Clinical and pre-clinical data indicate the involvement of the serotonergic system in the modulation of emotional behaviors (1) such as aggression (for a review, see Ref. 2) and violent and impulsive behavior (3,4). Most studies of neurochemical control of aggression across different species, including humans, have demonstrated that high levels of serotonergic activity are related to low levels of aggressive or violent behavior in males (5,6). In females, there are only a few studies relating aggression to the possible involvement of the serotonergic system (7-9).

Among several types of serotonin (5-hydroxytryptamine, 5-HT) receptors, the 5-HT1A, 5-HT1B and 5-HT2A/2C receptors have been shown to decrease aggressive behavior in different animal models (8,10-12). The 5-HT2A/2C receptor has been of particular interest to research on aggression ever since the finding that low doses of 1-(2,5-dimethoxy-4-iodophenyl)-2-aminopropane (DOI), a 5-HT2A/2C agonist, decrease aggression in a relatively specific manner in rats without impairing locomotor activity (8). Intracerebroventricular injections of this 5-HT2 receptor agonist (DOI) inhibited maternal aggression without affecting maternal care (7). Another 5-HT2 receptor agonist, 1-(4-bromo-2,5-dimethoxyphenyl)-2-aminopropane, at higher doses significantly reduced aggressive behavior in the resident-intruder rat model (13). 1-(3-Trifluoromethylphenyl)- piperazine (TFMPP), a 5-HT1B/2C receptor agonist, decreased aggression in mice (11). In male rats, TFMPP microinjected into the brain (lateral ventricle) reduced aggression quite specifically, did not decrease social interest or exploration, and sometimes even increased these behaviors when administered intraperitoneally (8,14). However, TFMPP (up to 1 mg/kg) was found to be ineffective in reducing offensive aggression in the resident rat model (13) or when it was administered locally into the dorsal raphe nucleus of rats. In maternal aggression this agonist, when injected icv at the 20 µg dose, did not change aggression (7). 2,5-Dimethoxy-4-methylamphetamine, another 5-HT2A/2C receptor agonist, dose-dependently decreased dominance in rats (14).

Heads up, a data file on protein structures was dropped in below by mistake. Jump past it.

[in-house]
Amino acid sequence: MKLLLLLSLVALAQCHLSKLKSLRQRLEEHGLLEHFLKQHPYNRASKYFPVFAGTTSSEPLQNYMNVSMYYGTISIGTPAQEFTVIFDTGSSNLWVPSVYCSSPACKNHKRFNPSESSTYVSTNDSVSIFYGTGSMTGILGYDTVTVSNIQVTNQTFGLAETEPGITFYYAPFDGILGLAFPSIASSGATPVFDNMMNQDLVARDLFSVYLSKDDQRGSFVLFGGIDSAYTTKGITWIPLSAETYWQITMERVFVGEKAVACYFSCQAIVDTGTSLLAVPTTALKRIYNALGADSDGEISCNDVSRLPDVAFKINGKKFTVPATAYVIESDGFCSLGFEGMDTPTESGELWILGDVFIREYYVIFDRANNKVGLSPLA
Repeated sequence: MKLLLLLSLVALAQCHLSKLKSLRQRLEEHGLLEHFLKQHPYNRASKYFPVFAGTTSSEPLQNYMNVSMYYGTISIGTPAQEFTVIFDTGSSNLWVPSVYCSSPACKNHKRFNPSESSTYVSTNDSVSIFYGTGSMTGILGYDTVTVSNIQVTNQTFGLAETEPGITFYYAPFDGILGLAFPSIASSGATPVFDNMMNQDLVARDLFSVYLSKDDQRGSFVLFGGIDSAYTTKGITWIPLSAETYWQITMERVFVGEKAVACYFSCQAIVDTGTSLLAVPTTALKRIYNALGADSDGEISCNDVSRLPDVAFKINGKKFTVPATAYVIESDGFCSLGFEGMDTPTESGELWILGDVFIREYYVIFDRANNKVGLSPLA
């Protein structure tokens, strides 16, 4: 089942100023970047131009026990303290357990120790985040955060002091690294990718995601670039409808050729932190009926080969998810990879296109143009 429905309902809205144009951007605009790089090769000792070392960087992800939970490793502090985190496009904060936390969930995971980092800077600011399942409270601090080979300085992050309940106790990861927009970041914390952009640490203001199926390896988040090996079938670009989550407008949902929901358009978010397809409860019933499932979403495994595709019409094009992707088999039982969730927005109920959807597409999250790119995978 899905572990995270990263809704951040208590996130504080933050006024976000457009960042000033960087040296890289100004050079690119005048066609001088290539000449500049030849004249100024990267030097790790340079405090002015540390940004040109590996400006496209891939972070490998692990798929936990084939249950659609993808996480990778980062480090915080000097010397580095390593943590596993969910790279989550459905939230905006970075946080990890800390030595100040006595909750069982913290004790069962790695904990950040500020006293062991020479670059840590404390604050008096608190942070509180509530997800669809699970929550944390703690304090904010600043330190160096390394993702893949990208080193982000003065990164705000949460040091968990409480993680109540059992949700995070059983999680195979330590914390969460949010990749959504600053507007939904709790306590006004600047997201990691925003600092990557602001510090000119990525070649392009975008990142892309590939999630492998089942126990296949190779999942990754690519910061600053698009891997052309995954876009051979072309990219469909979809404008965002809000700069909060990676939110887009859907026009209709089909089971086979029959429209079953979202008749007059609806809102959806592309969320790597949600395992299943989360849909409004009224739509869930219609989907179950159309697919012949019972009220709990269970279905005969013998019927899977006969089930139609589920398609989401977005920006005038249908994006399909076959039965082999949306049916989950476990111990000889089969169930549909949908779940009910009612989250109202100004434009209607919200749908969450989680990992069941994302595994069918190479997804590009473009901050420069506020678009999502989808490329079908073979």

a-Methyl-5-hydroxytryptamine maleate is another agonist with high affinity and selectivity for 5-HT2A and 5-HT2C receptors (pKi = 6.1 and 7.3), respectively (15). The 5-HT2A/2C receptors are directly coupled to a phosphoinositol second messenger system. Brain regions such as the hippocampus, septum, preoptic area, amygdala, and dorsal periaqueductal gray matter (DPAG) are rich in 5-HT2A/2C receptors. Early studies have demonstrated that these areas are involved in aggressive and defensive behavior (9).

The aim of the present study was to assess the role of the 5-HT2A/2C receptor at two specific brain sites such as the DPAG and medial septal (MS) area in maternal aggressive behavior after the microinjection of either a 5-HT2A/2C receptor agonist or antagonist.